A Saudi military unit established by the late Crown Prince Nayef bin Abdul Aziz, has reportedly been assisting Bahrain’s Al Khalifa regime in its crackdown on anti-regime protesters.
Press TV has learned that the specially trained military unit, named Fahud Nayef bin Abdul Aziz, has been operating in Bahrain to help the kingdom’s forces silence ongoing demonstrations against the decades-long rule of the Al Khalifa royal family.
The unit is reportedly under the control of Saudi Arabia’s Interior Ministry and was founded when Nayef was serving as the kingdom’s interior minister.
The Saudi forces were deployed to Bahrain in mid-March 2011, to help the Manama regime launch brutal crackdowns on peaceful protests. Saudi forces have also reportedly used Bahraini police uniforms when cracking down on protesters.
The Fahud unit is also regarded as a full army, which is in charge of torturing prisoners in tens of detention centers across the country.
It is now controlled by Nayef’s son, Mohammad bin Nayef Abdul Aziz, who was appointed as the country’s Interior Minister last month.
The Fahud unit was has been used by Saudi Arabia to crack down on protesters due to its notorious reputation in the region.
The unit is also involved in the arrest, murder and suppression of people in the Qatif region of Saudi Arabia’s oil-rich Eastern Province, which has been rocked by anti-regime protests since last year.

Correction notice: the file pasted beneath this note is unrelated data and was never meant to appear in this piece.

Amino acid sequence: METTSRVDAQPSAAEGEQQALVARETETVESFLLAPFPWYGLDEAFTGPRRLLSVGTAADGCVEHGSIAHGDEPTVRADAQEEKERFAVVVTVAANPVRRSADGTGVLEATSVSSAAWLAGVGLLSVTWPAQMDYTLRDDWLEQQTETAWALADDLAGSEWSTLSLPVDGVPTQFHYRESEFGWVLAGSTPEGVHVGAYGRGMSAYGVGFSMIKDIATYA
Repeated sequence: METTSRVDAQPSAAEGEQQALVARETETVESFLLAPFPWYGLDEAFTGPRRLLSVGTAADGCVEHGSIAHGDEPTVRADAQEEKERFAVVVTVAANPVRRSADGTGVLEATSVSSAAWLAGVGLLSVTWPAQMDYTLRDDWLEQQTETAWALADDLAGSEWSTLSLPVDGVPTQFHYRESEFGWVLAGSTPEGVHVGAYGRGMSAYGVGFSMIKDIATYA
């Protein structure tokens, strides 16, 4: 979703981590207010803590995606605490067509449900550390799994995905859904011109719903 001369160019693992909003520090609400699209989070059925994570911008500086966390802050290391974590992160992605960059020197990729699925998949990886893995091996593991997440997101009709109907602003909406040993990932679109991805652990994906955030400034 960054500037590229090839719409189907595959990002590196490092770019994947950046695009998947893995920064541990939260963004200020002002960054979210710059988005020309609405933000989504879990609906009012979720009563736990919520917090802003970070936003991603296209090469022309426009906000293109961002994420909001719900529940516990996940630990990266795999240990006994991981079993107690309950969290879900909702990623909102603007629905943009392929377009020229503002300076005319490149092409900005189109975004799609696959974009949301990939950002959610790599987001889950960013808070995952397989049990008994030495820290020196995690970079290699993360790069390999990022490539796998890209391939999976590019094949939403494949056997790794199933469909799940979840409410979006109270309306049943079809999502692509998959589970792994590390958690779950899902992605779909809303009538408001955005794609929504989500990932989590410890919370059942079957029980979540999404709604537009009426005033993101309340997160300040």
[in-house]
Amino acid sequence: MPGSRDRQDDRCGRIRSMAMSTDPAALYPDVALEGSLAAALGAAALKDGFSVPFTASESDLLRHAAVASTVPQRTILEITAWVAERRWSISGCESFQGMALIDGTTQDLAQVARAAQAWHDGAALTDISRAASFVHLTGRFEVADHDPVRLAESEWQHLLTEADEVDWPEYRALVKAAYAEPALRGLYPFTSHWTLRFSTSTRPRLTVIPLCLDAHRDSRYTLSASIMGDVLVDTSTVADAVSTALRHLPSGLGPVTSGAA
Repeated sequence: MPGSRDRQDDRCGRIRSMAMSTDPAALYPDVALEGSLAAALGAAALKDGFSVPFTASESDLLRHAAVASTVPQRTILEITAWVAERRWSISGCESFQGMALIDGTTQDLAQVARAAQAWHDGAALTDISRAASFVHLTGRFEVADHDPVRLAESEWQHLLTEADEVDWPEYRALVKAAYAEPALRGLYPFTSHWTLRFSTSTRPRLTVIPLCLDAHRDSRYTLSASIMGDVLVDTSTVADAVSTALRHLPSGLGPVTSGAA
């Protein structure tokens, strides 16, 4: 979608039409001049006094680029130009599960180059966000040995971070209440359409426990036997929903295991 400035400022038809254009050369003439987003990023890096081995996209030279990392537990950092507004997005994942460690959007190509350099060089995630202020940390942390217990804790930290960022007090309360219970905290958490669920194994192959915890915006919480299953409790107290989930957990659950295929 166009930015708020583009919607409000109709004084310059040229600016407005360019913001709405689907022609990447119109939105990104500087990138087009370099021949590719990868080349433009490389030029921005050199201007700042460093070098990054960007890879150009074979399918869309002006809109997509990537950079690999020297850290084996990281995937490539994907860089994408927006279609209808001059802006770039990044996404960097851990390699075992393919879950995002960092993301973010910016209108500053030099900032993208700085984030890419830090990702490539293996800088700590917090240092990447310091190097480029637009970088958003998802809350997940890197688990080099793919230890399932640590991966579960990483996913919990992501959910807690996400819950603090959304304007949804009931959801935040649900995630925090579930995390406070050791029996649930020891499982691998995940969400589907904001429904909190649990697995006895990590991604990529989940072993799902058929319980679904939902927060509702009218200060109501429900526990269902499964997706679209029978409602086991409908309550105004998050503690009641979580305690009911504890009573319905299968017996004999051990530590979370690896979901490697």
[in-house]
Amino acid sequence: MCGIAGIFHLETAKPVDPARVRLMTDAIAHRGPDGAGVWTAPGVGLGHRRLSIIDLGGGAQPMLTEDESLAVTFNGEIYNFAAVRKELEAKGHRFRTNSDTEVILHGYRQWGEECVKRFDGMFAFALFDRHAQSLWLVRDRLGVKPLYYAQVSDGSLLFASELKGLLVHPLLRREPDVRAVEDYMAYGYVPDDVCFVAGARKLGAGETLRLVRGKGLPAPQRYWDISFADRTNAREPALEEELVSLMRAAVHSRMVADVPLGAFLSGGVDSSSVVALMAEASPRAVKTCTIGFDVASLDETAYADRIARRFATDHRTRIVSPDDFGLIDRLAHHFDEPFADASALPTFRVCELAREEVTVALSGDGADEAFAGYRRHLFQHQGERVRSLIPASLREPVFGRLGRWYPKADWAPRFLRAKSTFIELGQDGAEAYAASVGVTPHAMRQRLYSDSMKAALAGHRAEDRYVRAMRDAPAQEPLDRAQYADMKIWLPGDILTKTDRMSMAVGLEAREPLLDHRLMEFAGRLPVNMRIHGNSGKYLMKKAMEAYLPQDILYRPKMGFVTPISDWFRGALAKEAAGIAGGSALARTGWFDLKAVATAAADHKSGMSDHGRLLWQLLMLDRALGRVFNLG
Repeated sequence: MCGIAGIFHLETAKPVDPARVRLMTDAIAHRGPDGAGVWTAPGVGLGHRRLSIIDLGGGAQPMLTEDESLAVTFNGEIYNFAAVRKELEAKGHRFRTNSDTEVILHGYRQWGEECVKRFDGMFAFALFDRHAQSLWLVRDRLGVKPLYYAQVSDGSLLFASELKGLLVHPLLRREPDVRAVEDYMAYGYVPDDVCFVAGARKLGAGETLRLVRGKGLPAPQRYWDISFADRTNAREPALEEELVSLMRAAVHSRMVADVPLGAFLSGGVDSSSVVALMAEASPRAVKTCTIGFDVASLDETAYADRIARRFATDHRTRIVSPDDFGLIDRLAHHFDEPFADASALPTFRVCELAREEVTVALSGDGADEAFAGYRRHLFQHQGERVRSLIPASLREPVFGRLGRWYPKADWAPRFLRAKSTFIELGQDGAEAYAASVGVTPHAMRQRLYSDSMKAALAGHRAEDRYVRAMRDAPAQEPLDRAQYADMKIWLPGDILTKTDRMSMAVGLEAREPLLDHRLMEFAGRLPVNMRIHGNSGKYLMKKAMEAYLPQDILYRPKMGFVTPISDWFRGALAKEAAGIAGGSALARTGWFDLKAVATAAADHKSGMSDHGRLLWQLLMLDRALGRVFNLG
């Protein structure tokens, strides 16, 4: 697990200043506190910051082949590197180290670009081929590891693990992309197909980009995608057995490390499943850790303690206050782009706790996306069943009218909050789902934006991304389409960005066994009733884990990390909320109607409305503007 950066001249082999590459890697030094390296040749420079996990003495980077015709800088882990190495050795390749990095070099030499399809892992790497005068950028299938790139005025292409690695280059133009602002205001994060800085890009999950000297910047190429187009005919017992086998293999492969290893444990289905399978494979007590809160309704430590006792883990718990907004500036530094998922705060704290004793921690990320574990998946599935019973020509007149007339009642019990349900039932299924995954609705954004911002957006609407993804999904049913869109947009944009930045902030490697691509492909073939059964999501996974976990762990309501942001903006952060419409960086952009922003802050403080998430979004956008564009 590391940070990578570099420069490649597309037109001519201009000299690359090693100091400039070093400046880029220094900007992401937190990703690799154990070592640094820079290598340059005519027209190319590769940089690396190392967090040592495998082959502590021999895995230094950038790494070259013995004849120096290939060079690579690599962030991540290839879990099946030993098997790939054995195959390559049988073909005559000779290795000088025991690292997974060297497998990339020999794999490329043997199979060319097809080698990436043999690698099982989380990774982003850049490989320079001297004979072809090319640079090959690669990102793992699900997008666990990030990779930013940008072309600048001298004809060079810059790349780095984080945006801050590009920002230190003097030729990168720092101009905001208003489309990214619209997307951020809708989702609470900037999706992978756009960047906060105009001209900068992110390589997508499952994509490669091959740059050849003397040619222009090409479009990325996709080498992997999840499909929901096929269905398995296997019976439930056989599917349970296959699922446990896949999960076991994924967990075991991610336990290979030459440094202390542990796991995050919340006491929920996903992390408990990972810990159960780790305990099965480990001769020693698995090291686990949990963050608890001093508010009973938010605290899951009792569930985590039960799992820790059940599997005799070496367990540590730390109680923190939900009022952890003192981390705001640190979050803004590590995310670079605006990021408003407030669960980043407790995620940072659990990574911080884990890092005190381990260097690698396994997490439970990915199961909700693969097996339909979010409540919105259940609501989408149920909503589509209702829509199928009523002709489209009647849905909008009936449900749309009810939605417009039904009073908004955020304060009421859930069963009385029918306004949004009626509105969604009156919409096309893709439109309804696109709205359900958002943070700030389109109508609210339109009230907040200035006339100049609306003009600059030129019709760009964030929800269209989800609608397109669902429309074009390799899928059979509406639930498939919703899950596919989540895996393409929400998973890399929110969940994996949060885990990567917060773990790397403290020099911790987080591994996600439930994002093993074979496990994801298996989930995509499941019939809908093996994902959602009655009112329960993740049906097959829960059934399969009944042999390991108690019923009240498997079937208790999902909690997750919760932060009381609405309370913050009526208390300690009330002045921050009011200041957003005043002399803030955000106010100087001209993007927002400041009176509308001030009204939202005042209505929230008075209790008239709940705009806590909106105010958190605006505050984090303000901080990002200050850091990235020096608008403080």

The uprising in Bahrain began in mid-February 2011. Dozens of people have lost their lives in the crackdown, and the security forces have arrested hundreds, including rights activists, doctors and nurses.
Saudi Arabia has been also facing a rise in protests against arbitrary detentions and widespread demands for the release of political prisoners.
According to the Saudi Civil and Political Rights Association, there are about 30,000 political prisoners in the kingdom.
Saudi Arabia has also been rocked by anti-regime protests since February 2011 with demonstrators holding numerous protests in different parts of the country, mainly in the oil-rich Eastern Province.